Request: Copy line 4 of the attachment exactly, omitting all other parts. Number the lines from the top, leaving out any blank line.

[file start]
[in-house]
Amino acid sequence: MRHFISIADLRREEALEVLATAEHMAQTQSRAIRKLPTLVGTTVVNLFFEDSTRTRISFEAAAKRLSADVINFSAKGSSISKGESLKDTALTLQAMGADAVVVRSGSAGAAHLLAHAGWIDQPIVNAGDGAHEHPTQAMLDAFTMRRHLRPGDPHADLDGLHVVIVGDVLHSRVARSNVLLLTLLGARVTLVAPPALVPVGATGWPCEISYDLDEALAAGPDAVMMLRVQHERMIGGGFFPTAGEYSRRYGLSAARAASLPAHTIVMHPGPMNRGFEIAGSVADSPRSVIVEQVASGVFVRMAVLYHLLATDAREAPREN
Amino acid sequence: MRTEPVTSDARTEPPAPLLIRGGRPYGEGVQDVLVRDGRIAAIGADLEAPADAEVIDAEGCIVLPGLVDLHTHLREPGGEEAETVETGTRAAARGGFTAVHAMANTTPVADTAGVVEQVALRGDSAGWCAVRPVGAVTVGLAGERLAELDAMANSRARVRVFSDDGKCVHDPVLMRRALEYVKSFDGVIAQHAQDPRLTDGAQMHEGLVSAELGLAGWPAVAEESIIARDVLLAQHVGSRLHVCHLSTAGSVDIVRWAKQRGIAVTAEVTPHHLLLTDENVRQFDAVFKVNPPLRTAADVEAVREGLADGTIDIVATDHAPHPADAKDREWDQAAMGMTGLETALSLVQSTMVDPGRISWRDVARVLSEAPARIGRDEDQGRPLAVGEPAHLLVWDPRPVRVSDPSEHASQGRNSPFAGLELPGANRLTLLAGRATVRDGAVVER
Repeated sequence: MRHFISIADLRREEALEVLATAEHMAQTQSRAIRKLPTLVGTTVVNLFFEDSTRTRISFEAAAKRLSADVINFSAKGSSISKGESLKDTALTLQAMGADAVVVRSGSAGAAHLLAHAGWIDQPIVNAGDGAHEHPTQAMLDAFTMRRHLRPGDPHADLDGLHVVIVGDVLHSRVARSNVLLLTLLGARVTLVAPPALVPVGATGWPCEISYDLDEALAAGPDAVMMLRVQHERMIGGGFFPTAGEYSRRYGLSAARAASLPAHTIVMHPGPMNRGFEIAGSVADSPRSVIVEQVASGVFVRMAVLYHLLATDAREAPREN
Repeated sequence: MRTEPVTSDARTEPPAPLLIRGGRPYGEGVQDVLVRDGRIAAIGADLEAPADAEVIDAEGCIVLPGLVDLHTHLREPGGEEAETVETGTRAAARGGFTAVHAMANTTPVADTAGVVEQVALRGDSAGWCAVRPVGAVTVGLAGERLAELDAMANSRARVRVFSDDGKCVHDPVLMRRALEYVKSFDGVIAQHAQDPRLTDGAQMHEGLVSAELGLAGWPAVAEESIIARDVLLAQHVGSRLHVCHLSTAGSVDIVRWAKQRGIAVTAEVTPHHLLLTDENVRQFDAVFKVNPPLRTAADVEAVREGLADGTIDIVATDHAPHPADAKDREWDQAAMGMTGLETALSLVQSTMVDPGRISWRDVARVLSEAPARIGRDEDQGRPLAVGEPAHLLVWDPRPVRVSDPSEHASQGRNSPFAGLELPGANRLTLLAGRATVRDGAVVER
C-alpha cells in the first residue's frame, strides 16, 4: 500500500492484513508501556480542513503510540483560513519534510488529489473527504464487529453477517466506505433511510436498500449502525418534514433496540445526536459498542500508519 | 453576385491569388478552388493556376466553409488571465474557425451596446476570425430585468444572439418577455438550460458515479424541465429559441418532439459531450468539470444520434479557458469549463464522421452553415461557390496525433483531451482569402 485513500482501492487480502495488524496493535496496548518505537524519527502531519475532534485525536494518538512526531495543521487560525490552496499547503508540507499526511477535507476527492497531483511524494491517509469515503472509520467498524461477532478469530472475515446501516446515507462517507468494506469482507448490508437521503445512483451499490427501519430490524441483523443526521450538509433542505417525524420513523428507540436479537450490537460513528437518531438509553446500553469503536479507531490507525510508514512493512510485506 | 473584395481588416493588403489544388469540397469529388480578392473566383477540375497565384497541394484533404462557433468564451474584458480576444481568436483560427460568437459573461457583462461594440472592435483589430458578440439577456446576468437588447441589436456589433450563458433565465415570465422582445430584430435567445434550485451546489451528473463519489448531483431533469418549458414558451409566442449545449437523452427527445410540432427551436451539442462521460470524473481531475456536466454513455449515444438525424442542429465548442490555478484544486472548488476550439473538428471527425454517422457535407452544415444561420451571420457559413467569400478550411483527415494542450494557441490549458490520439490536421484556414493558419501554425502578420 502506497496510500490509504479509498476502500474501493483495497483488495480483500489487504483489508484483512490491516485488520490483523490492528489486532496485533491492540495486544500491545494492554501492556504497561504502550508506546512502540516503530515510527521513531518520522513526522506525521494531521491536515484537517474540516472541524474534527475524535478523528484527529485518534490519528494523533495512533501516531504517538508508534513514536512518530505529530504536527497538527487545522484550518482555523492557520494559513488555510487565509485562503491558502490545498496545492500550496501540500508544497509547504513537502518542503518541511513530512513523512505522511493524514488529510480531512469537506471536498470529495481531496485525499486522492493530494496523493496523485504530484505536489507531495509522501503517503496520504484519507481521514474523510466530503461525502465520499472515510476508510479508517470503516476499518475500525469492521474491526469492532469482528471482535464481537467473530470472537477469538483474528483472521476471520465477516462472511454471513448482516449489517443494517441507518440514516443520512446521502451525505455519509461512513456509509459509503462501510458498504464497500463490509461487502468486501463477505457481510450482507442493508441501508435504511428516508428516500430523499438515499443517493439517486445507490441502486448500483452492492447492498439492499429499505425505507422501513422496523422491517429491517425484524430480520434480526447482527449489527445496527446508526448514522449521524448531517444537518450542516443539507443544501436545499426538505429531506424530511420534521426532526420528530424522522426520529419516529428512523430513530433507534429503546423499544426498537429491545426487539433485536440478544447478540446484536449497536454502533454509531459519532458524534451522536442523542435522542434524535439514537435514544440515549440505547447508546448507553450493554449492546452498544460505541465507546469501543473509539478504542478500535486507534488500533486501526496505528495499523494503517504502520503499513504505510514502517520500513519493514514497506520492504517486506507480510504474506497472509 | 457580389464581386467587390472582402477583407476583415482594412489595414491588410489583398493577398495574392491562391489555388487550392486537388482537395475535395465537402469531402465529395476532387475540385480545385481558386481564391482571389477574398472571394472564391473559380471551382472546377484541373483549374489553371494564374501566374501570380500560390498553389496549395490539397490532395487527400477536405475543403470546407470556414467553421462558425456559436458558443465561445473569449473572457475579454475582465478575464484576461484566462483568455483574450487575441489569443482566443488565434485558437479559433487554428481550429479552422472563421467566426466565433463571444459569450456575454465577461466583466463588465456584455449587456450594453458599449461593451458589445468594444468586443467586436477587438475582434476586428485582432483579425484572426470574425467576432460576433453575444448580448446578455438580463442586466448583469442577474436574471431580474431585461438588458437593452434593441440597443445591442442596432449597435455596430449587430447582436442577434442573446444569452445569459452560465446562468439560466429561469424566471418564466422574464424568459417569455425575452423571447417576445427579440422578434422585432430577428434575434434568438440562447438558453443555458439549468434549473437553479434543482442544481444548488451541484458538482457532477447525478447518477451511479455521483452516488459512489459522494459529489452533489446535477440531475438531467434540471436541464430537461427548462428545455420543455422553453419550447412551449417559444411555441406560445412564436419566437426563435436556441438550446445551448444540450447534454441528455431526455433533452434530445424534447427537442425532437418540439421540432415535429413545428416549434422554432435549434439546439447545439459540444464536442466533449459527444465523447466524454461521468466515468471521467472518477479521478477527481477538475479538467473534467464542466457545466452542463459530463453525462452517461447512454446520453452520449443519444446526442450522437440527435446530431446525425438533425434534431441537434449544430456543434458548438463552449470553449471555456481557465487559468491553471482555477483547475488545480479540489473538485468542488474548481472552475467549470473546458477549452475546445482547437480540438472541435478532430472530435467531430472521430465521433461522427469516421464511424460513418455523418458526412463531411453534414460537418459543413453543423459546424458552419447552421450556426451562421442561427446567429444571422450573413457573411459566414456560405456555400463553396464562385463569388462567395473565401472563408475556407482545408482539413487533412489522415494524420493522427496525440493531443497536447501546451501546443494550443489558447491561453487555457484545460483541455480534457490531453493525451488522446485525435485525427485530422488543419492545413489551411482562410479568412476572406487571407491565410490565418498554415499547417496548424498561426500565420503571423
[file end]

Repeated sequence: MRHFISIADLRREEALEVLATAEHMAQTQSRAIRKLPTLVGTTVVNLFFEDSTRTRISFEAAAKRLSADVINFSAKGSSISKGESLKDTALTLQAMGADAVVVRSGSAGAAHLLAHAGWIDQPIVNAGDGAHEHPTQAMLDAFTMRRHLRPGDPHADLDGLHVVIVGDVLHSRVARSNVLLLTLLGARVTLVAPPALVPVGATGWPCEISYDLDEALAAGPDAVMMLRVQHERMIGGGFFPTAGEYSRRYGLSAARAASLPAHTIVMHPGPMNRGFEIAGSVADSPRSVIVEQVASGVFVRMAVLYHLLATDAREAPREN